By Moses Obajemu
- FCMB restructures 50% loan exposures
Nigerian banks are waking up the morning after to find that they are caught in the thicket and are agonising over exposures to oil and gas sector and a huge threat to the local currency, the naira. Indeed, some of them already have their noses cut by falling oil prices and the threat it poses to the stability of the naira.
Those of them that are big players in the oil and gas financing appear to already have their fingers burnt as oil prices have fallen below the $60 per barrel price when they structured financing for some players in the industry.
Now, the oil companies have no where to sell their crude as demand is almost zero. Coupled with low demand, prices are low, which may not even cover their cost of production.
Oil prices ranged between $21 and $30 per barrel at the weekend, a far cry from the wishes of both the oil and gas firms and the banks.
First City Monument Bank Plc (FCMB), which is caught in the web of huge oil and gas exposure, plans to restructure half of its loans after plunging oil prices, the coronavirus lockdown and a naira devaluation hindered the ability of the bank’s clients to repay their debt.
Credit facilities across industries ranging from oil and gas to small- and medium-sized enterprises will be reorganized, the bank said in a presentation. New terms will include a six-to 12-month moratorium on principal debt repayments and an extension on loan maturities of up to two years.
The measures by FCMB came after impairment charges surged 61 percent to N3.7 billion ($9.6 million) in the first quarter, according to a filing to the Nigerian Stock Exchange. Loans in the period rose seven percent to N764.3 billion from a year earlier.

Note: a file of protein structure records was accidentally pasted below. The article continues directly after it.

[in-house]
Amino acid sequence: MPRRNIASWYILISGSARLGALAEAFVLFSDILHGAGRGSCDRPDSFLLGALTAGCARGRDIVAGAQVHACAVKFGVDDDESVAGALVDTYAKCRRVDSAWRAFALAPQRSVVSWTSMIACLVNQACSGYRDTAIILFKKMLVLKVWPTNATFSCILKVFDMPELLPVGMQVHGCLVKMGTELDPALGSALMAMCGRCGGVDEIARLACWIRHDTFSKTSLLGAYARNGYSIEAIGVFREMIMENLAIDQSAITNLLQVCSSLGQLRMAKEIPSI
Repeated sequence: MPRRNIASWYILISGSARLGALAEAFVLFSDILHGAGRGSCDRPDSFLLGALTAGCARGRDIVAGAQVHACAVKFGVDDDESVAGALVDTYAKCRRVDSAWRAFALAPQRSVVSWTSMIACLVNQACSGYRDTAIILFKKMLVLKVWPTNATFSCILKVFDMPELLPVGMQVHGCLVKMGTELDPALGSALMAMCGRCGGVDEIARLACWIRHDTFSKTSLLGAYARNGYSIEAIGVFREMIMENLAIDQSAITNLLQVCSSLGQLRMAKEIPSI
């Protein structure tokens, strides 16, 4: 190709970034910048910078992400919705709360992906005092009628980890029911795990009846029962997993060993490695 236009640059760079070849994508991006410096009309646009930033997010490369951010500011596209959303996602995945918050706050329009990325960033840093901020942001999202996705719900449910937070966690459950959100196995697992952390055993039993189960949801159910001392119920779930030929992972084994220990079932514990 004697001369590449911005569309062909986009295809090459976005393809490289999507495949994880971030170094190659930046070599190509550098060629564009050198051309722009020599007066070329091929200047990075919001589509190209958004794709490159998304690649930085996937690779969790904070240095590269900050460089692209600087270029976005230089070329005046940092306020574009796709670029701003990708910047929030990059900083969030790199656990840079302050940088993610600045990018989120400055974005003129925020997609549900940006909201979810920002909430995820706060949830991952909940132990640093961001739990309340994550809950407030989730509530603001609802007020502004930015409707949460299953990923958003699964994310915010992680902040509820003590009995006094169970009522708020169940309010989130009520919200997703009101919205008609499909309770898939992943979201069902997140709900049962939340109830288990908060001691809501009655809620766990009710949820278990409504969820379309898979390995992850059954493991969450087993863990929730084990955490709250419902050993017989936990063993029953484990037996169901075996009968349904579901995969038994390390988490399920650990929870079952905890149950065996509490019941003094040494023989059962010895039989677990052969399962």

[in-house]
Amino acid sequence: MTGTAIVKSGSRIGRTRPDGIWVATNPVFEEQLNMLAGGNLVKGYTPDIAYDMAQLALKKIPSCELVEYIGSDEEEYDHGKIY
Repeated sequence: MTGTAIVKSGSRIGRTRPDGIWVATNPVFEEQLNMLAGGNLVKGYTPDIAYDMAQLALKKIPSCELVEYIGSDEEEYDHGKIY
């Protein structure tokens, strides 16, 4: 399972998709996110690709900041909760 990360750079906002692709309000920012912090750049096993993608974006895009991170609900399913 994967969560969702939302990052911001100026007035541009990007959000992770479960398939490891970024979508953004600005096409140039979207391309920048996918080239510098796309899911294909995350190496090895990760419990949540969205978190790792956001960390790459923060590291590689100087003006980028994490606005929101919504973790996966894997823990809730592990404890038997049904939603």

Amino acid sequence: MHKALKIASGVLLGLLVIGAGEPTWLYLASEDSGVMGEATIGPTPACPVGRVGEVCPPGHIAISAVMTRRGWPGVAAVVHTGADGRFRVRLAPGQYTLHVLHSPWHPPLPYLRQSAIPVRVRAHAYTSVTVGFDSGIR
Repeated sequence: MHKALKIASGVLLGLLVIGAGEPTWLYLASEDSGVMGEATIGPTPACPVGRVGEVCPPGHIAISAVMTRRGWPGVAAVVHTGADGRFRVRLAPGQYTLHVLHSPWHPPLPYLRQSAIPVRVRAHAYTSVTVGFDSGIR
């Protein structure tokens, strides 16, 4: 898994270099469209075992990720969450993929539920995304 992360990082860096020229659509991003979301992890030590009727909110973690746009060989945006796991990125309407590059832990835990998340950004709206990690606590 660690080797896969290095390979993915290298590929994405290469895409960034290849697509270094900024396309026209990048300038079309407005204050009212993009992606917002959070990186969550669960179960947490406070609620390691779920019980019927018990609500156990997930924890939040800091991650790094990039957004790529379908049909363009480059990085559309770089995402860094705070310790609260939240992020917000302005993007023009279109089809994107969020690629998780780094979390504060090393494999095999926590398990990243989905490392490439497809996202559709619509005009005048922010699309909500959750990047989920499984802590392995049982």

The bank plans to increase impairments to offset losses in unhedged upstream assets in the oil and gas industry, it said. About 37 percent of the bank’s customers have foreign-currency loans and earn income in naira, so the lender will convert those into the local currency, FCMB said.
Banks which are not so highly exposed to the oil and gas industry have currency risk to contend with. Those of them which borrowed from foreign creditors are having to pay with more naira than they did in the pre-Covid 19 era.
The naira is falling as the foreign reserves get eroded and the Central Bank of Nigeria does not have enough forex to service demand. Thus, Nigerian banks now pay with more dollars for credit granted them in the past.
Most banks have their crude risks hedged at $40-$50 a barrel, according to ARM Investment Managers in Lagos, which means provisions would need to be raised if prices remain at current low levels. A naira devaluation following the one in March could cause dollar loans to soar, which would have to be covered by naira earnings, while also adding to the cost of capital.
“The risk to earnings is higher if oil prices are less than $30 per barrel over a prolonged period of time — up to six months in our opinion,” said Aderonke Akinsola, an analyst at Chapel Hill Dunham in Lagos. “We cannot rule out the possibility that some banks may not survive that.”